Saying all that, I don't think it wise to get one just to see the gender (unless there is a sex-linked chance at a genetic disease or something like that), and I certainly don't think it's wise to get one of those 4-D scans in the mall. That should be illegal, imho. Who knows if the dude in the mall is doing it right?!

Even if you would never, ever get an abortion, I think knowing in advance of any problems (and solutions of those problems) is certainly a very useful thing to have, and so a routine u/s at ~20 weeks is a great idea. If there are no problems, you probably never need another, as the midwife/doc can tell the position of the baby by feeling, etc, when you are much farther along. Just my opinion. I was nervous about cleft palate due to the asthma medicine I take- as sparingly as I can- so it was a HUGE relief to see that that hadn't happened (I just had my 20 week u/s on monday). I didn't think it would be as big of a deal, but it was very big to me. I felt much more relieved than I thought I would, and the reduction in stress from that- along with seeing it move like crazy- I think can be a big positive in a pregnancy, too. I know my husband and I sort of bonded to it by seeing the u/s, which was quite brief (15 mins), actually- and so for us, it had an additional plus side. You can see so much more on the screen than you can on the little pictures- it was absolutely fascinating.

Of course this is my opinion, but do take unsubstantiated claims about the danger of procedures with a grain of salt, along with the normal grains of salt about all the "safe" ones too! It must be absolutely devistating to have a child with a birth defect and not know the cause- and let's face it, I think most times they don't know the cause- and it's tempting and very human to want to blame something- anything- for it. It's very understandable, and everyone has to make their own decisions. I take the articles on mothering with a large grain of salt- (the one about pot smoking really, REALLY put me off). Good luck with your decision, and with your u/s if you get one!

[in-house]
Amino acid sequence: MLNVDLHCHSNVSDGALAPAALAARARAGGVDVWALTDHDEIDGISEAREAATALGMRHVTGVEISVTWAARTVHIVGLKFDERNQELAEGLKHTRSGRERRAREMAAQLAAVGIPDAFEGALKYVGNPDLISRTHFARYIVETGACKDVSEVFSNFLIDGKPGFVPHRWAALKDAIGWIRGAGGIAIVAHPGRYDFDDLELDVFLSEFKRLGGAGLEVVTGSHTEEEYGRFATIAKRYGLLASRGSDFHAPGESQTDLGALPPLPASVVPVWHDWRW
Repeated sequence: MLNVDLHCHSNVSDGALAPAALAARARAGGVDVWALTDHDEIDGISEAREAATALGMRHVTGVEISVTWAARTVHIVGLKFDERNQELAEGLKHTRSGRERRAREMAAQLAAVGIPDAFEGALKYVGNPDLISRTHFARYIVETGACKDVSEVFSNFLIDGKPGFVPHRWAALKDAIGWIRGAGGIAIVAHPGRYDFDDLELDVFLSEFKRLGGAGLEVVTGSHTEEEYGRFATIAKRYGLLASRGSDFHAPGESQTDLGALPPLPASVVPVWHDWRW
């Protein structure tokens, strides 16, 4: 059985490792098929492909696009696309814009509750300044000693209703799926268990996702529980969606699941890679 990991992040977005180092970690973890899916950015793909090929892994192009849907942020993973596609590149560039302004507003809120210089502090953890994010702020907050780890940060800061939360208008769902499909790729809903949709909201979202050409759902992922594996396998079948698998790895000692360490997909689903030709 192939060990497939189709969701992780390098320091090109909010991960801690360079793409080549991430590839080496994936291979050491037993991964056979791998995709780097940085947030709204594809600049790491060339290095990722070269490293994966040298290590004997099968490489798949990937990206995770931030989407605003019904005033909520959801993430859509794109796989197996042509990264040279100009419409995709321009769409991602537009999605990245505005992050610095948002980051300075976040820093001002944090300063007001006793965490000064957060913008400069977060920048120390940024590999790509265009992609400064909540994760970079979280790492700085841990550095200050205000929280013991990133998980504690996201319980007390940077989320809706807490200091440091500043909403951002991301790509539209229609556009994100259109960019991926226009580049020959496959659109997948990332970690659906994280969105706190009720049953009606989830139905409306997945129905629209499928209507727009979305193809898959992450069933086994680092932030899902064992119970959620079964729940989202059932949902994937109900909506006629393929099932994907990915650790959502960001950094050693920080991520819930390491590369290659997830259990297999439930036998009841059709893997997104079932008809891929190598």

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#15 of 28 Old 11-17-2005, 02:20 AM
 
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I'm still not sure yet (18 weeks along). But I'm not really concerned about risks or harm to the baby.

My reasons against are that there is NO evidence that routine ultrasound (without an indication) improves outcomes in any way. Also, honestly, I have very positive feelings about my baby until I start thinking of the possibility of an ultrasound. Then I start thinking "what if they see something"? There are SO often "concerns" found on an ultrasound that with more ultrasounds, time, worry, etc. you find out everything is fine. So that is what I'm most worried about. If I was planning a hospital birth I probably wouldn't even be considering an ultrasound, but I'm planning a home birth.

My reasons for an ultrasound are the really small chance that there might be a problem with my baby that would make a hospital birth an advantage. I think those are RARE and not the case even for a lot of defects. However, I just keep thinking about the guilt I would feel if something were to happen and I would think- what if I just had an ultrasound? Could I have prevented this? I KNOW that SO often things are not seen on ultrasound, and my feeling is if I have an ultrasound and then have an issue, well then there's nothing else I could have done about it. I did the ultrasound and it wasn't seen. That happens.

Any thoughts on my dilemma? I'm going to have to decide in the next month (before 22 weeks).
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#16 of 28 Old 11-17-2005, 02:36 AM
 
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Quote:
Originally Posted by jenny-g